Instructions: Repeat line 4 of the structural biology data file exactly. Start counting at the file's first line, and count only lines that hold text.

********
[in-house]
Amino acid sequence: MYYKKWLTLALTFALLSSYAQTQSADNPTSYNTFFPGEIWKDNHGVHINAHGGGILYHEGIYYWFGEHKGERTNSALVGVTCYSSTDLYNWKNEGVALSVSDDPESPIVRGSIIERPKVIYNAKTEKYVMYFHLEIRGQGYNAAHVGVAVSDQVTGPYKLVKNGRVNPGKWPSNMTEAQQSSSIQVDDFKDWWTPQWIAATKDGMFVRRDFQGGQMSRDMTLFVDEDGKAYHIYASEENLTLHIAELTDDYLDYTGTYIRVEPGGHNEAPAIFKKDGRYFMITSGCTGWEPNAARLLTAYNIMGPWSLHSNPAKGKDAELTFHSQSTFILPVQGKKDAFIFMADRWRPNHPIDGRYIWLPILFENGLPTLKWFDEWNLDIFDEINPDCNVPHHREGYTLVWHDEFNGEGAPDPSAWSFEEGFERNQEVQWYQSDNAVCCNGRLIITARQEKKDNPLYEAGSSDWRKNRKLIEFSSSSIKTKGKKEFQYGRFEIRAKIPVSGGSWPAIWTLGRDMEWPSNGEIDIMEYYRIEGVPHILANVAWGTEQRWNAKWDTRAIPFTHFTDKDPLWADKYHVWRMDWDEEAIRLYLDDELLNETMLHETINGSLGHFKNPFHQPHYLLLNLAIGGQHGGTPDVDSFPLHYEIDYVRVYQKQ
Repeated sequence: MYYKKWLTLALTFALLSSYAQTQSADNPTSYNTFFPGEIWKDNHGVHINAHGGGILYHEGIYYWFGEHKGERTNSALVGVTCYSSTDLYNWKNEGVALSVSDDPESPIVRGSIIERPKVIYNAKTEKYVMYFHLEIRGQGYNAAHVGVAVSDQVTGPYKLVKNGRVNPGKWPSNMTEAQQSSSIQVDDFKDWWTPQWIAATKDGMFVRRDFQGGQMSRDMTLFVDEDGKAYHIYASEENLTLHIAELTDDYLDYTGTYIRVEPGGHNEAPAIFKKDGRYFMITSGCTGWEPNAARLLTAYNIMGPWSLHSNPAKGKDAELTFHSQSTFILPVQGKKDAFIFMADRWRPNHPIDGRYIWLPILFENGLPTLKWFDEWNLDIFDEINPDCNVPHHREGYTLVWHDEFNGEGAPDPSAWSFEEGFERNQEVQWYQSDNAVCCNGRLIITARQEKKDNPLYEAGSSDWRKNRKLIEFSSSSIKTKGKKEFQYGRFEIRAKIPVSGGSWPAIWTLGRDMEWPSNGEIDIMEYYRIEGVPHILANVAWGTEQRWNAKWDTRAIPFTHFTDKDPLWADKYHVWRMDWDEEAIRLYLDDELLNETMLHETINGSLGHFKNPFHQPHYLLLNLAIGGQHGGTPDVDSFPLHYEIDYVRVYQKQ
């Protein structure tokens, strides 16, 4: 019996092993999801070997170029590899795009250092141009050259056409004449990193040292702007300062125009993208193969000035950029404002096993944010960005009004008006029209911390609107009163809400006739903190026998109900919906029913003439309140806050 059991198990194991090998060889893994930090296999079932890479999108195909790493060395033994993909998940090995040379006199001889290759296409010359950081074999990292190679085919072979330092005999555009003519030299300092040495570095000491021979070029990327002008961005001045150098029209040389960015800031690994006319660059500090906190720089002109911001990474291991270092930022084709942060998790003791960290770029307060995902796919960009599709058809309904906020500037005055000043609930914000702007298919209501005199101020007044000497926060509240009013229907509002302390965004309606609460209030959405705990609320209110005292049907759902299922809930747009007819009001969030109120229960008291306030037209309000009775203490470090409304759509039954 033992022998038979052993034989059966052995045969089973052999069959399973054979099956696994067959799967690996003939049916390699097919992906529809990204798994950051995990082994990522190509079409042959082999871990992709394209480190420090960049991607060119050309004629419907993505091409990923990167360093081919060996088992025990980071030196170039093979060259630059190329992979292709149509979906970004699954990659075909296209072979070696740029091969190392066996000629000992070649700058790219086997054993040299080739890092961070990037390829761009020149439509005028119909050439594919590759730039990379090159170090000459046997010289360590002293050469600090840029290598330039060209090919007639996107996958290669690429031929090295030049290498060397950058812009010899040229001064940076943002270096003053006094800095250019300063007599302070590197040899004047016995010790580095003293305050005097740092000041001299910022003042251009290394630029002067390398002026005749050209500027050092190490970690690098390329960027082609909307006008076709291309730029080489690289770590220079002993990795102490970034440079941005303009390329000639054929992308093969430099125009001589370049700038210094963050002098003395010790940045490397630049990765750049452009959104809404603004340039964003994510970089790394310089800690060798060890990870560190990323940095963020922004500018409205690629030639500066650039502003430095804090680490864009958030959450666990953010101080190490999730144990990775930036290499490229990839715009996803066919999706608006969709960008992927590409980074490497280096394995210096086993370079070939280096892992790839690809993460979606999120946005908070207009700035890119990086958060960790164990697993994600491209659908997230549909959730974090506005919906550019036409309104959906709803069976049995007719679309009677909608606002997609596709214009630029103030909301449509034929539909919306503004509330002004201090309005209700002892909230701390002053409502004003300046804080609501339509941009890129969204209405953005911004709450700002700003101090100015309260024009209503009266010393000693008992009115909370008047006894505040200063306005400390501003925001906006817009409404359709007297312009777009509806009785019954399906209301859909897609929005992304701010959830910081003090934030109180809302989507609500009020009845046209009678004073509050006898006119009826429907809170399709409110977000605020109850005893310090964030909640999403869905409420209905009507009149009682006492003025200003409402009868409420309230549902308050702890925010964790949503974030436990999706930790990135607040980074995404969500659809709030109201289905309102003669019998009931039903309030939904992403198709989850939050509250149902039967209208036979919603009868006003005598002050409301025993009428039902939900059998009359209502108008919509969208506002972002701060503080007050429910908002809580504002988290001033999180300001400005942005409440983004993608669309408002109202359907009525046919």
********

């Protein structure tokens, strides 16, 4: 019996092993999801070997170029590899795009250092141009050259056409004449990193040292702007300062125009993208193969000035950029404002096993944010960005009004008006029209911390609107009163809400006739903190026998109900919906029913003439309140806050 059991198990194991090998060889893994930090296999079932890479999108195909790493060395033994993909998940090995040379006199001889290759296409010359950081074999990292190679085919072979330092005999555009003519030299300092040495570095000491021979070029990327002008961005001045150098029209040389960015800031690994006319660059500090906190720089002109911001990474291991270092930022084709942060998790003791960290770029307060995902796919960009599709058809309904906020500037005055000043609930914000702007298919209501005199101020007044000497926060509240009013229907509002302390965004309606609460209030959405705990609320209110005292049907759902299922809930747009007819009001969030109120229960008291306030037209309000009775203490470090409304759509039954 033992022998038979052993034989059966052995045969089973052999069959399973054979099956696994067959799967690996003939049916390699097919992906529809990204798994950051995990082994990522190509079409042959082999871990992709394209480190420090960049991607060119050309004629419907993505091409990923990167360093081919060996088992025990980071030196170039093979060259630059190329992979292709149509979906970004699954990659075909296209072979070696740029091969190392066996000629000992070649700058790219086997054993040299080739890092961070990037390829761009020149439509005028119909050439594919590759730039990379090159170090000459046997010289360590002293050469600090840029290598330039060209090919007639996107996958290669690429031929090295030049290498060397950058812009010899040229001064940076943002270096003053006094800095250019300063007599302070590197040899004047016995010790580095003293305050005097740092000041001299910022003042251009290394630029002067390398002026005749050209500027050092190490970690690098390329960027082609909307006008076709291309730029080489690289770590220079002993990795102490970034440079941005303009390329000639054929992308093969430099125009001589370049700038210094963050002098003395010790940045490397630049990765750049452009959104809404603004340039964003994510970089790394310089800690060798060890990870560190990323940095963020922004500018409205690629030639500066650039502003430095804090680490864009958030959450666990953010101080190490999730144990990775930036290499490229990839715009996803066919999706608006969709960008992927590409980074490497280096394995210096086993370079070939280096892992790839690809993460979606999120946005908070207009700035890119990086958060960790164990697993994600491209659908997230549909959730974090506005919906550019036409309104959906709803069976049995007719679309009677909608606002997609596709214009630029103030909301449509034929539909919306503004509330002004201090309005209700002892909230701390002053409502004003300046804080609501339509941009890129969204209405953005911004709450700002700003101090100015309260024009209503009266010393000693008992009115909370008047006894505040200063306005400390501003925001906006817009409404359709007297312009777009509806009785019954399906209301859909897609929005992304701010959830910081003090934030109180809302989507609500009020009845046209009678004073509050006898006119009826429907809170399709409110977000605020109850005893310090964030909640999403869905409420209905009507009149009682006492003025200003409402009868409420309230549902308050702890925010964790949503974030436990999706930790990135607040980074995404969500659809709030109201289905309102003669019998009931039903309030939904992403198709989850939050509250149902039967209208036979919603009868006003005598002050409301025993009428039902939900059998009359209502108008919509969208506002972002701060503080007050429910908002809580504002988290001033999180300001400005942005409440983004993608669309408002109202359907009525046919």